Sir John Major has criticised senior Conservative MPs for failing to speak out against Boris Johnson, saying they had left the UK “damaged”.
Appearing before a House of Commons committee on Tuesday, the former prime minister said the Government had “broken the law” and risked “pulling our constitution into shreds”.
He said: “What has been done in the last three years has damaged our country at home and overseas and I think has damaged the reputation of Parliament as well.
“The blame for these lapses must lie principally – principally, but not only – with the Prime Minister, but many in his Cabinet are culpable too and so are those outside the Cabinet who cheered him on.
In the four countries of the United Kingdom we take democracy for granted. We shouldn’tSir John Major
“They were silent when they should have spoken out and then spoke out only when their silence became self-damaging.”
Sir John made his comments at a meeting of the Public Administration and Constitutional Affairs Committee as part of its inquiry into ethics and propriety in Government.
Reading an opening statement to the committee, Sir John said: “I think the whole country knows the litany.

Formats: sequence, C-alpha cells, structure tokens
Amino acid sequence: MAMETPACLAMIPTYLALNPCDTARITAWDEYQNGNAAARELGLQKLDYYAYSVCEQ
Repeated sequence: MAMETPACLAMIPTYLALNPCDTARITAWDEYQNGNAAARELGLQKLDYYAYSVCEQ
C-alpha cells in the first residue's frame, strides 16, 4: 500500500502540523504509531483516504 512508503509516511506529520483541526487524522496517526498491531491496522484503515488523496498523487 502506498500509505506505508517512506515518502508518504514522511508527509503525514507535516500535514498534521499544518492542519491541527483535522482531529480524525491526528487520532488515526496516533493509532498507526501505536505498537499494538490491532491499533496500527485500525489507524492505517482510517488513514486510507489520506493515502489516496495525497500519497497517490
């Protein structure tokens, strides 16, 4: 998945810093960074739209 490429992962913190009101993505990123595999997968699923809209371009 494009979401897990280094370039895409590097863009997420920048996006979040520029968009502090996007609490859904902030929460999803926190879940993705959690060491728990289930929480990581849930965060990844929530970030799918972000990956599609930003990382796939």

“The Government has broken the law, unlawfully tried to prorogue Parliament, ignored the nationwide lockdown by breaking its own laws in Downing Street and tried to change parliamentary rules to protect one of their own.
“That isn’t intended to be an exclusive list and it isn’t, but the damage from that is widespread and beyond Parliament.”
He also warned that democracy was threatened by lapses in ethical standards, with the UK “at the top of a slope”.
He said: “In the four countries of the United Kingdom we take democracy for granted. We shouldn’t.
“If you look around the world you will find it’s in retreat in many countries and has been for 10 to 15 years or more and it looks like that’s going to continue.
“Democracy is not inevitable. It can be undone step by step, action by action, falsehood by falsehood. It needs to be protected at all times and it seems to me that if our law and our accepted conventions are ignored then we are on a very slippery slope that ends with pulling our constitution into shreds.”
Arguing for changes to the codes of conduct governing ministers’ behaviour, he added: “Bad habits, if they become ingrained, can become precedent and precedent can carry bad habits on for a very long time and it shouldn’t be permitted to do so.”